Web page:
Last agenda item on Los Altos priorities stimulates debate on effectiveness

The liveliest debate during last week’s Los Altos City Council meeting centered on the council members’ long-awaited 2019 Strategic Priorities, which Councilwoman Jeannie Bruins said took “a really frustrating several months” to complete.

Due to the approximately five hours that passed before the council reached the agenda item, most residents who attended the April 23 meeting trickled out before the debate ensued.

Candid conversation

A reality check was not only necessary, but also imperative in regard to this year’s priorities, Bruins argued, attributable to the council’s track record and a lack of city resources due to short staffing.

“We are a fickle group of ladies,” Bruins said of the five-member, all-female council. “(If we need to), we can get dinner on the table and we can entertain people ... but as a council, we seem to be trudging and trudging and trudging. I think we are paying the price for it.”

Bruins listed the overhaul of Hillview Community Center as an example of the “trudging” – referring to the tendency to question the decisions of the past council. Most recently, the council in March reconsidered the design of the center – scheduled for construction this summer – after a request from Mayor Lynette Lee Eng and Councilwoman Anita Enander.

“This fickle council will want to revisit (Hillview) every chance we get,” Bruins said.

The council was split as to whether certain priorities considered everyday operations, such as the monitoring of the city’s public safety and maintenance of city facilities, should be deemed strategic priorities. Public safety is always the first priority, but it shouldn’t have to be cited as so when that was understood, argued Councilwoman Jan Pepper.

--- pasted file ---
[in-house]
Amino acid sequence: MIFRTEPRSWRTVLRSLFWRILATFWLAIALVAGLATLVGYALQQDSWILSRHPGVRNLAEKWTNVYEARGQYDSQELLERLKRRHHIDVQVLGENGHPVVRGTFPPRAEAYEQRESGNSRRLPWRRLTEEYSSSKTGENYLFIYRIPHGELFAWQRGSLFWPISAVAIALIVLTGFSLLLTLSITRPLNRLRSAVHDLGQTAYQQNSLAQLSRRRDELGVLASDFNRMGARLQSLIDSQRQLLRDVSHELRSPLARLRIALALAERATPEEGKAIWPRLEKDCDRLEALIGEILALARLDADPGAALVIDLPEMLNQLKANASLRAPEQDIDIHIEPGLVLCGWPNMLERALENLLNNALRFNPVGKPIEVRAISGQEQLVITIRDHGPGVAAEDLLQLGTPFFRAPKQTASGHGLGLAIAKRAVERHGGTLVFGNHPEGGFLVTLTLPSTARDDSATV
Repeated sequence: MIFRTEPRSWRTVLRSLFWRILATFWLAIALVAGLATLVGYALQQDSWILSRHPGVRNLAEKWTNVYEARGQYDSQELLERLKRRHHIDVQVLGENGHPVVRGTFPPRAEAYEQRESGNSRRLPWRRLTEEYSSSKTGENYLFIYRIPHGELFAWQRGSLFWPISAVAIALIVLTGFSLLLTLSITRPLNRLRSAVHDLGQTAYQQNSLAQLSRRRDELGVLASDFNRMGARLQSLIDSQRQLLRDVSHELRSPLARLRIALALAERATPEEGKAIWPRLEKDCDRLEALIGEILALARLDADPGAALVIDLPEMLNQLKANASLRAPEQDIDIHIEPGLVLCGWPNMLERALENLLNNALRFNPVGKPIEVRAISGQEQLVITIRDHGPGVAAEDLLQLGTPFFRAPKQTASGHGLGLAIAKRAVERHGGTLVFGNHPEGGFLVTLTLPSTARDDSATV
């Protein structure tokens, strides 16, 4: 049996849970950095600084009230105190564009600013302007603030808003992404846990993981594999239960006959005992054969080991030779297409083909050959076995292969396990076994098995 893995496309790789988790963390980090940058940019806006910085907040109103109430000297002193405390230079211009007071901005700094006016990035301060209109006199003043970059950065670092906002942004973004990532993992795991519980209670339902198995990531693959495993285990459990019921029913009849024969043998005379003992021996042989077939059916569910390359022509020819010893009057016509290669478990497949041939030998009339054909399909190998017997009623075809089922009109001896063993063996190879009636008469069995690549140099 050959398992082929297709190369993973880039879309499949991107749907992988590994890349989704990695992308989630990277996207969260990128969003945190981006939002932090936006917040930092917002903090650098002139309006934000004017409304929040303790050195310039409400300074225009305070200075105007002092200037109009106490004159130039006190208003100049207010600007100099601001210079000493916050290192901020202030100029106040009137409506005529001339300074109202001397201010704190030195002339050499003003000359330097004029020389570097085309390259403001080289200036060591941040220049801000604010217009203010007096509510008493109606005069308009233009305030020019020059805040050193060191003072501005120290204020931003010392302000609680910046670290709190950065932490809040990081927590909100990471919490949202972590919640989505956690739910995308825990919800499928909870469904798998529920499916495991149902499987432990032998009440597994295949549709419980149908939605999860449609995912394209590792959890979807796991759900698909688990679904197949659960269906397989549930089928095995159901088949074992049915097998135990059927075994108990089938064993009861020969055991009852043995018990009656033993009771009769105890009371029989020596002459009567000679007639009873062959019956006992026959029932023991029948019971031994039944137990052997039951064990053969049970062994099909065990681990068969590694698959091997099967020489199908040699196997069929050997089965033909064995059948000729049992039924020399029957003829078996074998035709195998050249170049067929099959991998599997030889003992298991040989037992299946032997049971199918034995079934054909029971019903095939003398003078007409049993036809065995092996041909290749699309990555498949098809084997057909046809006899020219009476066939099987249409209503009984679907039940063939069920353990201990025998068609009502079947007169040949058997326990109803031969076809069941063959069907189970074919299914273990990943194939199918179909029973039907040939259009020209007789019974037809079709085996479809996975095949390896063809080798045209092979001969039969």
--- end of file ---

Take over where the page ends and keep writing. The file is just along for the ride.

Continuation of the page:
The council came to a consensus that a total of seven priorities should remain: traffic safety, public safety, Hillview Community Center, the “low-hanging fruit” that could be implemented through the Downtown Vision project (such as testing outdoor dining), revisions to the city’s “objective standards” (in the wake of upcoming, predicted state legislation) and maintenance of city assets (including retroactive maintenance that has been put off, a suggestion from Lee Eng).

City Manager Chris Jordan’s only concern with the council’s view of the priorities was that they should be “measurable and achievable,” alluding that the goals of each priority might need to be developed with staff to become more specific. When Lee Eng recommended hiring additional law enforcement officers as an example of a goal for public safety, Jordan refuted her example.

“It has to be an outcome, not an input, and that is an input,” he said.

No formal motion was made, but enough direction had been given, city staff indicated. Lee Eng then adjourned the meeting as one day had turned into the next.

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